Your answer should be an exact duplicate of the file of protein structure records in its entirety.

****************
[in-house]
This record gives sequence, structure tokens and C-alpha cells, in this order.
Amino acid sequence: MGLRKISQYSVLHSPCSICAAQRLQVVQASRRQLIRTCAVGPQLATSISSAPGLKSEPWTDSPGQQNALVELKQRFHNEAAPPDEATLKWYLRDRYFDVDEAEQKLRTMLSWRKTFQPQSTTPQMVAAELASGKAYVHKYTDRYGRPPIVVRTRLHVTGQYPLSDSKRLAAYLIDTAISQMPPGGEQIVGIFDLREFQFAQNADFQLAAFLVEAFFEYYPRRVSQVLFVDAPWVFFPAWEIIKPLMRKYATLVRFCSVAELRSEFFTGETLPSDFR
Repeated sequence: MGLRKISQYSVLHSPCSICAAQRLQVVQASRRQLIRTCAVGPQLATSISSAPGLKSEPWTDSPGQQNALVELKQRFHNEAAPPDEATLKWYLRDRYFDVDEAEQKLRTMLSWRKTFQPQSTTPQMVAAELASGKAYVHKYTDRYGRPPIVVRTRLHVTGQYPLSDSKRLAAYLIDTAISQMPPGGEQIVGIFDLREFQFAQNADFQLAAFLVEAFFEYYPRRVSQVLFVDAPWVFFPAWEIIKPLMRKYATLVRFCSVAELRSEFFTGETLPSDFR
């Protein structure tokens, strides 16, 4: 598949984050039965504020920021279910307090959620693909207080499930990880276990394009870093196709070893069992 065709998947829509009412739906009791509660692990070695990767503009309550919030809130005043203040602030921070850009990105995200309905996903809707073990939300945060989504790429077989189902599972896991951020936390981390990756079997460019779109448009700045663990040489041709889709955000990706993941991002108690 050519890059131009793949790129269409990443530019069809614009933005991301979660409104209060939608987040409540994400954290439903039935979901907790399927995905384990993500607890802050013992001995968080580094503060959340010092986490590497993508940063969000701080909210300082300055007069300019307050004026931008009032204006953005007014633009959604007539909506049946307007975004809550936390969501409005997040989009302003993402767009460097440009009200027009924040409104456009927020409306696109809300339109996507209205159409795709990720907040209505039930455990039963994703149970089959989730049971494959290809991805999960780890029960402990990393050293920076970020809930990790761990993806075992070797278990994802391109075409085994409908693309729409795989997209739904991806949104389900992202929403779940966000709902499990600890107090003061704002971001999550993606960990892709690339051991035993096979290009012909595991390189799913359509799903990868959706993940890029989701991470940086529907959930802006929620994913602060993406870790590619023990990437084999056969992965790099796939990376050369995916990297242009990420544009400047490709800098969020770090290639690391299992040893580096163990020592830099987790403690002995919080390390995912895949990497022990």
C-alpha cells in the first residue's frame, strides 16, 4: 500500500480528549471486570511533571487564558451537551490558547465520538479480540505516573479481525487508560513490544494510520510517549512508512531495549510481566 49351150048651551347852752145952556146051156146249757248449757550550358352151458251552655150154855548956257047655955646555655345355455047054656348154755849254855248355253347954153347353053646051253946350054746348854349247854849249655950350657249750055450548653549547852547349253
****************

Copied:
[in-house]
This record gives sequence, structure tokens and C-alpha cells, in this order.
Amino acid sequence: MGLRKISQYSVLHSPCSICAAQRLQVVQASRRQLIRTCAVGPQLATSISSAPGLKSEPWTDSPGQQNALVELKQRFHNEAAPPDEATLKWYLRDRYFDVDEAEQKLRTMLSWRKTFQPQSTTPQMVAAELASGKAYVHKYTDRYGRPPIVVRTRLHVTGQYPLSDSKRLAAYLIDTAISQMPPGGEQIVGIFDLREFQFAQNADFQLAAFLVEAFFEYYPRRVSQVLFVDAPWVFFPAWEIIKPLMRKYATLVRFCSVAELRSEFFTGETLPSDFR
Repeated sequence: MGLRKISQYSVLHSPCSICAAQRLQVVQASRRQLIRTCAVGPQLATSISSAPGLKSEPWTDSPGQQNALVELKQRFHNEAAPPDEATLKWYLRDRYFDVDEAEQKLRTMLSWRKTFQPQSTTPQMVAAELASGKAYVHKYTDRYGRPPIVVRTRLHVTGQYPLSDSKRLAAYLIDTAISQMPPGGEQIVGIFDLREFQFAQNADFQLAAFLVEAFFEYYPRRVSQVLFVDAPWVFFPAWEIIKPLMRKYATLVRFCSVAELRSEFFTGETLPSDFR
């Protein structure tokens, strides 16, 4: 598949984050039965504020920021279910307090959620693909207080499930990880276990394009870093196709070893069992 065709998947829509009412739906009791509660692990070695990767503009309550919030809130005043203040602030921070850009990105995200309905996903809707073990939300945060989504790429077989189902599972896991951020936390981390990756079997460019779109448009700045663990040489041709889709955000990706993941991002108690 050519890059131009793949790129269409990443530019069809614009933005991301979660409104209060939608987040409540994400954290439903039935979901907790399927995905384990993500607890802050013992001995968080580094503060959340010092986490590497993508940063969000701080909210300082300055007069300019307050004026931008009032204006953005007014633009959604007539909506049946307007975004809550936390969501409005997040989009302003993402767009460097440009009200027009924040409104456009927020409306696109809300339109996507209205159409795709990720907040209505039930455990039963994703149970089959989730049971494959290809991805999960780890029960402990990393050293920076970020809930990790761990993806075992070797278990994802391109075409085994409908693309729409795989997209739904991806949104389900992202929403779940966000709902499990600890107090003061704002971001999550993606960990892709690339051991035993096979290009012909595991390189799913359509799903990868959706993940890029989701991470940086529907959930802006929620994913602060993406870790590619023990990437084999056969992965790099796939990376050369995916990297242009990420544009400047490709800098969020770090290639690391299992040893580096163990020592830099987790403690002995919080390390995912895949990497022990």
C-alpha cells in the first residue's frame, strides 16, 4: 500500500480528549471486570511533571487564558451537551490558547465520538479480540505516573479481525487508560513490544494510520510517549512508512531495549510481566 49351150048651551347852752145952556146051156146249757248449757550550358352151458251552655150154855548956257047655955646555655345355455047054656348154755849254855248355253347954153347353053646051253946350054746348854349247854849249655950350657249750055450548653549547852547349253